Anglo-American culture has never had a problem with sex as long as it is carefully managed -- as long as it is enjoyed only by straight men and endured by women, guiltily,in the dark.

Laurie Penny is a contributing editor to the New Statesman. She is the author of five books, most recently Unspeakable Things.

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After his latest reshuffle, who’s who on Donald Trump’s campaign team?

Following a number of personnel shake-ups, here is a guide to who’s in and who’s out of the Republican candidate’s campaign team.

Donald Trump’s campaign chairman, Paul Manafort, stepped down last week. A man as controversial as Trump himself, he has departed following the announcement last Wednesday of a new campaign manager and CEO for Team Trump. Manafort had only been in the post for two months, following another campaign team reshuffle by Trump back in June.

In order to keep up with the cast changes within Team Trump, here’s the low-down of who is who in the Republican candidate’s camp, and who-was-who before they, for one reason or another, fell out of favour.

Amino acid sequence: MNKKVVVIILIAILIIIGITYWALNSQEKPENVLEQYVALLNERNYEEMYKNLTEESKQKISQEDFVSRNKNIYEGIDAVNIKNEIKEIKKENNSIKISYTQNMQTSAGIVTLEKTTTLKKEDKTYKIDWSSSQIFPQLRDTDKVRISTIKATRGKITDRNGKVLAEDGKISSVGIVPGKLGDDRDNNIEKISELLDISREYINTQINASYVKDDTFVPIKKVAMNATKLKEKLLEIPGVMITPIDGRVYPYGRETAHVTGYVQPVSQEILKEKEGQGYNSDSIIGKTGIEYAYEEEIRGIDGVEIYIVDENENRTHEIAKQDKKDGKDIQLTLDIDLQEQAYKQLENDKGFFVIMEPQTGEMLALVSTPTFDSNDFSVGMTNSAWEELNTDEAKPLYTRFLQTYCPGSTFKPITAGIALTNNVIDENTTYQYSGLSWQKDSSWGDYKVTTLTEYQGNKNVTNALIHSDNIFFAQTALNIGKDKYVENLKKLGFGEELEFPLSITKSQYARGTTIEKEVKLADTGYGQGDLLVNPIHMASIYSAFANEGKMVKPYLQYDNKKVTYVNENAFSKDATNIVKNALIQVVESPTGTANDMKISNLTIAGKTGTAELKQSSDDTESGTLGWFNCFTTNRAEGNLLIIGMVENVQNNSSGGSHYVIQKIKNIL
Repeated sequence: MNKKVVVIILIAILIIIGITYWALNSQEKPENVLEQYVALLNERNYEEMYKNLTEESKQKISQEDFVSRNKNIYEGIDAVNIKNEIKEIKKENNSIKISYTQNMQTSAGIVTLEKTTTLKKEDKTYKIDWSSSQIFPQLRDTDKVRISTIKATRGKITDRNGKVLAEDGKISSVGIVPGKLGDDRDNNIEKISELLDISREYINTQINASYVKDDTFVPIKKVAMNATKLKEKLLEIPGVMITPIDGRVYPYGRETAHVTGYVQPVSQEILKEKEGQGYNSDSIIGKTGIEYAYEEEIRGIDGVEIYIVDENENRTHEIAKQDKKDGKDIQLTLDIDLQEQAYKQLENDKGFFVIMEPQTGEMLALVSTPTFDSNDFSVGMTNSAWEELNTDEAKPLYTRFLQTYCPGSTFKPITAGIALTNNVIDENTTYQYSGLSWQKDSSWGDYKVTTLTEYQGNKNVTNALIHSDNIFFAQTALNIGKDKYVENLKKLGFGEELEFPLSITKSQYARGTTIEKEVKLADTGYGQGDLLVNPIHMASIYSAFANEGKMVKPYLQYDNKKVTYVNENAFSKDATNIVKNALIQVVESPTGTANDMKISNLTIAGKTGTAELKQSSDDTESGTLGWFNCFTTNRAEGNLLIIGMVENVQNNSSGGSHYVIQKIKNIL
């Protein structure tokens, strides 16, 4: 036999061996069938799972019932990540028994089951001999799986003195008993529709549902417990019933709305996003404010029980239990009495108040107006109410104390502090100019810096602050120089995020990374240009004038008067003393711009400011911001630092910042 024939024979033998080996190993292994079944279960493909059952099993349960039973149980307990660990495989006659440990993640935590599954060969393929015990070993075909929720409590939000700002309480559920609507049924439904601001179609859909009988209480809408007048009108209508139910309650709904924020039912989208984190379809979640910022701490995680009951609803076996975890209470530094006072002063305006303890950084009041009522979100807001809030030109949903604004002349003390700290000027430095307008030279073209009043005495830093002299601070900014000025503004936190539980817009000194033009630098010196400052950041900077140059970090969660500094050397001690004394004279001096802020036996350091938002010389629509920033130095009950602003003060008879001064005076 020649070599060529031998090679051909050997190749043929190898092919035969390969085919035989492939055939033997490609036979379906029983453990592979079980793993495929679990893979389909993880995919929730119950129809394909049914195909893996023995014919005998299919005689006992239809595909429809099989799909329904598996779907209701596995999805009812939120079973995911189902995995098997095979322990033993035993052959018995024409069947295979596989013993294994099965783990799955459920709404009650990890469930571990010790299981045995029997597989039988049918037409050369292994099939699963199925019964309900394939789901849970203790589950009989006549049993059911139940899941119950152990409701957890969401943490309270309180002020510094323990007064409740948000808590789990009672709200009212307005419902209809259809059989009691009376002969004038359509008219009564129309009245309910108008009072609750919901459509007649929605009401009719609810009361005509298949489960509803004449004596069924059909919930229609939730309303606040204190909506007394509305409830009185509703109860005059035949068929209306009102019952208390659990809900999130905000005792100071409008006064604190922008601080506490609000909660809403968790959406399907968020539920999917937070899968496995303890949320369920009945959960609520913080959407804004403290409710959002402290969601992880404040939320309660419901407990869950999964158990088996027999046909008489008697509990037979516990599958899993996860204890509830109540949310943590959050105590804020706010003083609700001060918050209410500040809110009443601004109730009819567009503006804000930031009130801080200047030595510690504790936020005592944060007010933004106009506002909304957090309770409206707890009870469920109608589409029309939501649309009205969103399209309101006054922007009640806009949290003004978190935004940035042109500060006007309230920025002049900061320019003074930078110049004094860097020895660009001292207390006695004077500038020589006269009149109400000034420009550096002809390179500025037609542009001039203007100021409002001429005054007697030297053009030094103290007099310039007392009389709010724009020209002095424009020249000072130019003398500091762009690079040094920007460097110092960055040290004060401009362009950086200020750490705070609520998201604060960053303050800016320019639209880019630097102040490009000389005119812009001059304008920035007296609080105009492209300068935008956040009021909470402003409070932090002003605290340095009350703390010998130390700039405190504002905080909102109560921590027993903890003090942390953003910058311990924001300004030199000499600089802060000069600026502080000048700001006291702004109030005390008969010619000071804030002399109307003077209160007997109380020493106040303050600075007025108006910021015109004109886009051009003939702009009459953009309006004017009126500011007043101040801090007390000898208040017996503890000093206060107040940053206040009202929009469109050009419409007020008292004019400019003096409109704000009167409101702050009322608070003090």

IN

Kellyanne Conway, campaign manager

Kellyane Conway is a Republican campaign manager with a history of clients who do a line in outlandish statements. Former Missouri Congressman Todd Akin, whose campaign Conway managed in 2012, is infamous for his comments on “legitimate rape”.

Despite losing that campaign, Conway’s experiences with outspoken male candidates should stand her in good stead to run Trump’s bid. She is already credited with somewhat tempering his rhetoric, through the use of pre-written speeches, teleprompters and his recent apology, although he has since walked that back.

Conway is described as an expert in delivering messages to female voters and has had her own polling outfit, The Polling Firm/WomanTrend for over 20 years and supported Ted Cruz’s campaign before he was vanquished by Trump in May. Her strategy will include praising Trump on TV and trying to craft an image of him as a dependable candidate without diminishing his outlier appeal.

She recently told MSNBC, “I think you should judge people by their actions, not just their words on a campaign trail”. Given that Trump’s campaign pledges, particularly those on immigration, veer towards the completely unworkable, one wonders what else besides words he actually has to offer.